As soon as the city of Sacramento declared it illegal to throw batteries in the trash last February, every battery-powered object in my house went dead. My remote controls, my tape recorder and my travel alarm clock all needed new double-A’s, and I had no idea where to take the old ones. As months went by, I assembled an ever-lengthening row of batteries on my bookcase.
They didn’t take up much space, but just the knowledge that I could not— under penalty of law—throw them away incited a small panic in my chest. I had anxious visions of myself at 95 in an apartment crowded not with cats or newspapers, but with batteries. Boxes of batteries stacked to the ceiling would block all the windows, leaving precariously narrow paths to each overstuffed room. Neighborhood children would dare each other to ring my doorbell and then run off, yelling crude taunts about the Energizer Bunny. When I died, the city would have to send two trucks to collect the boxes, and my neighbors all would shake their heads pityingly as the workers loaded dusty crates of nine-volts into the vehicles.
Clearly, I needed to solve the mystery of the battery-recycling process for my own sanity, as well as for the good of the environment. So, when I read that Sacramento’s Earth Day festival offered free battery disposal, I gathered my collection and hopped a bus to California State University, Sacramento.
The bus stopped right at the festival entrance, and I was only a few booths in when I spotted a piece of neon poster board reading, “Dead batteries? Bury them here.” Eureka! I practically skipped to the table, where young volunteers in Earth Day T-shirts sat among bags and boxes overflowing with batteries—just like in my nightmares! As I dug the last triple-A out of my bag and added it to the pile, I felt hugely relieved.
Mission accomplished, I was free to enjoy the festival. As I wandered the rows of booths dedicated to saving every possible facet of the environment, I was bolstered by so much goodwill and eager to do my part. I made a new resolution every 20 feet: I will start composting. I will ride my bike more often. I will go hiking. I will buy organic all the time. I will give more money to charity. My bag was stuffed with pamphlets on bicycle commuting, vegetarian-friendly restaurants and (perhaps most importantly) battery-recycling locations.
Eventually, the informational booths gave way to performance stages and vendor booths. Somewhere beyond the third tent filled with silver jewelry, batik sarongs, velvet purses and knit Rasta caps, I started feeling crabby. Everything seemed too cliché. Earth Day, being a celebration of the entire planet, theoretically could be represented by any of its cultural traditions, so why do these festivals always have the same drums and didgeridoos, belly dancing and capoeira, silver Celtic jewelry, tie-dyed T-shirts and Hacky Sacks? Nothing against those things, but why not also celebrate the Earth with kazoos and harmonicas, krumping and flamenco dancing, pajamas and mini skirts, Double Dutch and croquet? When was it decided that Earth Day was best represented by the sort of culture and merchandise available in the parking lot at a Grateful Dead show?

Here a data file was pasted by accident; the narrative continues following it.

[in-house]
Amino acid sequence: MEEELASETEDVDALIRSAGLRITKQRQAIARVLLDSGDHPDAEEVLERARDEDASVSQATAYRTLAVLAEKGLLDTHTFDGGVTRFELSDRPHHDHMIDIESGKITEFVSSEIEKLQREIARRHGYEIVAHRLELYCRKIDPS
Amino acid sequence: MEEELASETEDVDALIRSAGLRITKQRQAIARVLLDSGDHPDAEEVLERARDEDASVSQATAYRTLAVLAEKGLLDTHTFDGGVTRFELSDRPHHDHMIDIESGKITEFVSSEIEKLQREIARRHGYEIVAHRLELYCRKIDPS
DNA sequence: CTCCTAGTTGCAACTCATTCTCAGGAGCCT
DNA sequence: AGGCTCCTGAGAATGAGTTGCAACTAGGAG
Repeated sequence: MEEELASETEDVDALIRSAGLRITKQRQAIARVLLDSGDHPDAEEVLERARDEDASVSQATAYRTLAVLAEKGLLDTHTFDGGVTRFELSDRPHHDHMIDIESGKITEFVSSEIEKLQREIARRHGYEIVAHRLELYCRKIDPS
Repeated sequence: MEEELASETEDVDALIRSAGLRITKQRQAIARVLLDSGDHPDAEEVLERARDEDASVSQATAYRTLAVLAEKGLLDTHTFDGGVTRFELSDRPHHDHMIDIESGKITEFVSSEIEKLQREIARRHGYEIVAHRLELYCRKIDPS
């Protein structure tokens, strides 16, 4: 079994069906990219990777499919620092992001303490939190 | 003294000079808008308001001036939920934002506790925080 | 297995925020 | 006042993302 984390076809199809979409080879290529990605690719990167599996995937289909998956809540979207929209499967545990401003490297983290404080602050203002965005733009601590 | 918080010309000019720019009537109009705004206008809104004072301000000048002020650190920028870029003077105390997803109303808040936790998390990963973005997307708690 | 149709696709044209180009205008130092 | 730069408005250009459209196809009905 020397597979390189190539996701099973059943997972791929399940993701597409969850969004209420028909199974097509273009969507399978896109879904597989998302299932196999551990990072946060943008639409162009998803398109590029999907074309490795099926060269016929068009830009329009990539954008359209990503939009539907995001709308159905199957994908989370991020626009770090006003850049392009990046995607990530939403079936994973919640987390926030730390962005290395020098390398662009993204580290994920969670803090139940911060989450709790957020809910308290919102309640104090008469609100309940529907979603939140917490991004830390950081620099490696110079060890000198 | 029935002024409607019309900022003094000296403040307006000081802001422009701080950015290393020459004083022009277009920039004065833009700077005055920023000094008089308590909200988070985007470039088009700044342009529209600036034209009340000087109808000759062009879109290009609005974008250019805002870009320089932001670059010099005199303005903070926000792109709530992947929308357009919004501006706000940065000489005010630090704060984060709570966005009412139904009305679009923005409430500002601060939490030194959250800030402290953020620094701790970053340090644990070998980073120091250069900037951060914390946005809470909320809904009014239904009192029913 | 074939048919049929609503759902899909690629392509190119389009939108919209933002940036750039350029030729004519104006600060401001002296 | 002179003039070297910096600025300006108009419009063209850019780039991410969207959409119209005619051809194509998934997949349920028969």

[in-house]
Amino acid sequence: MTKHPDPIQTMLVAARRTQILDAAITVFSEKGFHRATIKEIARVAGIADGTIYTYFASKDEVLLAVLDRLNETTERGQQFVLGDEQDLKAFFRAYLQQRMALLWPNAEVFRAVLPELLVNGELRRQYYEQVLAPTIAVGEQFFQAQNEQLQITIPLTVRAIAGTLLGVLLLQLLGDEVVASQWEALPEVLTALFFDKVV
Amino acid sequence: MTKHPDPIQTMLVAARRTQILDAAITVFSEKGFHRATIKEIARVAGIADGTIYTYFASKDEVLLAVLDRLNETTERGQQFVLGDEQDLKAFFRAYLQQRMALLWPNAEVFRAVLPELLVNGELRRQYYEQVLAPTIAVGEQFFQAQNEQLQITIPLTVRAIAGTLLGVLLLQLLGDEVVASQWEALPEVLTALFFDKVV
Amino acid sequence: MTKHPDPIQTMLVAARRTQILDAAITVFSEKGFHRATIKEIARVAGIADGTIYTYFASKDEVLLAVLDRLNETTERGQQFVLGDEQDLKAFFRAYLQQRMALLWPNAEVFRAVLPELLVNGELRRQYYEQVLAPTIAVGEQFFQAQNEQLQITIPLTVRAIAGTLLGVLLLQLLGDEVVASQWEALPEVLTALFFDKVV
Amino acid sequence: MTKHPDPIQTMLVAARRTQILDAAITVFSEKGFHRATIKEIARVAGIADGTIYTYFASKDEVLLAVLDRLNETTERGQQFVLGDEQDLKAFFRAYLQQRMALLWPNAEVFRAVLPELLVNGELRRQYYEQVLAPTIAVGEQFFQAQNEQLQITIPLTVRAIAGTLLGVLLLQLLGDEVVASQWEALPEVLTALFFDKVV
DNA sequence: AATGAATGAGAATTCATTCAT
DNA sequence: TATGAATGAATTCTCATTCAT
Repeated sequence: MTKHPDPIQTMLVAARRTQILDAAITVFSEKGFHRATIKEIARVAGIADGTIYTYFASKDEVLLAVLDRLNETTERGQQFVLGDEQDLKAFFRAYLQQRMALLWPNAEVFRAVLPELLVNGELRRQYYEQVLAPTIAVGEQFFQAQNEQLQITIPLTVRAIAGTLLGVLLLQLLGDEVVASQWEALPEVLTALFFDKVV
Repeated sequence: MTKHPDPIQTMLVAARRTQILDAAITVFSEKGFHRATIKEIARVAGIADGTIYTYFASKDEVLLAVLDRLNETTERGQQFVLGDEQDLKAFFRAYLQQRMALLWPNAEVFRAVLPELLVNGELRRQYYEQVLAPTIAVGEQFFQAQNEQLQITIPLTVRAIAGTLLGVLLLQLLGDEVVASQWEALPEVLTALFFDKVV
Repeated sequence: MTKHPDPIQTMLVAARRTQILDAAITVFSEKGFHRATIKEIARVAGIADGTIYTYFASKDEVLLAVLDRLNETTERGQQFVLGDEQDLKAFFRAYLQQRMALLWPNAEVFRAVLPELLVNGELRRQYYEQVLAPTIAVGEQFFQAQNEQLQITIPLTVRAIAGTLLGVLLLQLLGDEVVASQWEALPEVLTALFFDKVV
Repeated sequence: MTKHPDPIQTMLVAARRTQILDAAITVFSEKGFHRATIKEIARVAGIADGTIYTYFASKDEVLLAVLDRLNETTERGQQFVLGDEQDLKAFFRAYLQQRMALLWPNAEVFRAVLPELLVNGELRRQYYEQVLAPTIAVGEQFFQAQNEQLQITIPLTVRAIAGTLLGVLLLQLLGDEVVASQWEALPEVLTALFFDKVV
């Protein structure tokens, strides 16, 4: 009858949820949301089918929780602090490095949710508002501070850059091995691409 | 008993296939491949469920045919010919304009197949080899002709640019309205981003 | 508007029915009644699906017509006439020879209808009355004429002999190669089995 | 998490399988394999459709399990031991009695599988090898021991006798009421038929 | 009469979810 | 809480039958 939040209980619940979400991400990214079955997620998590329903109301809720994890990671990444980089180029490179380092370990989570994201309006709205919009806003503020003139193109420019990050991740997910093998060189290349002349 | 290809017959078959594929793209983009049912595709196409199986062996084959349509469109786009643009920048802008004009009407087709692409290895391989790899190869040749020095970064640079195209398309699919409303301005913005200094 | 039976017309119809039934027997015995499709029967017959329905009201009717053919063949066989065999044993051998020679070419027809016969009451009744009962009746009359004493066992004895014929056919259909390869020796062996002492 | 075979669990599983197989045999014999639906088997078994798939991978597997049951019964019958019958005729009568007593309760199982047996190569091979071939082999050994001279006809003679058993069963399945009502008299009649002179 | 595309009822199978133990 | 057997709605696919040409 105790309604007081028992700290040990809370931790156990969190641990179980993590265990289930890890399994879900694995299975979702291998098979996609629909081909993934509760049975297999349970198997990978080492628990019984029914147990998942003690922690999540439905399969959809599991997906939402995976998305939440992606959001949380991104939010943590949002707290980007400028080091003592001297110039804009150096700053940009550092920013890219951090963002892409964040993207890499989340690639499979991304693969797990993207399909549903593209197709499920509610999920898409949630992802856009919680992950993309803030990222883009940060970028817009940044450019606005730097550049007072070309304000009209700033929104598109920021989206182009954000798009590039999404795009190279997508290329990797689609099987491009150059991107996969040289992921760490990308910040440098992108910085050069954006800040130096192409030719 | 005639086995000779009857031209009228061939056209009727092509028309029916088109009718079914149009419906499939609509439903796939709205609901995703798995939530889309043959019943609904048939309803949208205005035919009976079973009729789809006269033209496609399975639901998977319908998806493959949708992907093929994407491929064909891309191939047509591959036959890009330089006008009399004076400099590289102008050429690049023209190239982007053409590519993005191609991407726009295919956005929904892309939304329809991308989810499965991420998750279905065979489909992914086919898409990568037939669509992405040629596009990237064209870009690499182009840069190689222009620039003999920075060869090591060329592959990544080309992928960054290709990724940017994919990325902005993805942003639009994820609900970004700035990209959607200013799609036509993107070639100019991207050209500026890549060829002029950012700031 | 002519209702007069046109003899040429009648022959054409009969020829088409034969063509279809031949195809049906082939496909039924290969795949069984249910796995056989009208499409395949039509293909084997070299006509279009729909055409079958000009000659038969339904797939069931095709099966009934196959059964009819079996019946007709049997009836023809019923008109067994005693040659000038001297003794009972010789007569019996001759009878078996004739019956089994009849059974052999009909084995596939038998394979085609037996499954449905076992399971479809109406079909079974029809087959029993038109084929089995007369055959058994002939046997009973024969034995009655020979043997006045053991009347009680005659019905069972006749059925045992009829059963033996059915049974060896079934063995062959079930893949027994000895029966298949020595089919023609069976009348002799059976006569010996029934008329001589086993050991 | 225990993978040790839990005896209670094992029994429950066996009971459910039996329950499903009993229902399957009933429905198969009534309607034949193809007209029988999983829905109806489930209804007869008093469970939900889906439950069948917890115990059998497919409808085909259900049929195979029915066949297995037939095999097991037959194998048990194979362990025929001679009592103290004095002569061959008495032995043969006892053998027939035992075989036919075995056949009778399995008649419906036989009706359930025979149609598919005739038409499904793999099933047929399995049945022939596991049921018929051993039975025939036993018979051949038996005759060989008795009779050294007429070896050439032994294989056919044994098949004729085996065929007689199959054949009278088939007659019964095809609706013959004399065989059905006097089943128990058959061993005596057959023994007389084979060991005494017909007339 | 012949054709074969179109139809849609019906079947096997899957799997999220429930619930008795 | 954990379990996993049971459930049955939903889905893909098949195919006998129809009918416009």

Realizing I hadn’t eaten, I pinned my sudden attack of cynicism on low blood sugar and headed over to the food carts. Five dollars later, I was sprawled in front of the main stage eating a vegan Emma’s tamale and a Sun Flour Baking Co. banana-nut cookie. Mumbo Gumbo was singing and accordion-ing its way through a rousing set, as happy couples danced around the stage and toddlers stood on blankets doing that excited, rhythm-less knee bounce they all do so well.
As nourishment hit my bloodstream, I remembered what I love about outdoor festivals: people dancing, enjoying the air and smiling easily. Earth Day begins a whole season of park concerts, fiestas and fairs—so many chances to get out and dance in the sun. Having shed my fears of perishing under an avalanche of batteries, I felt light enough to start right then.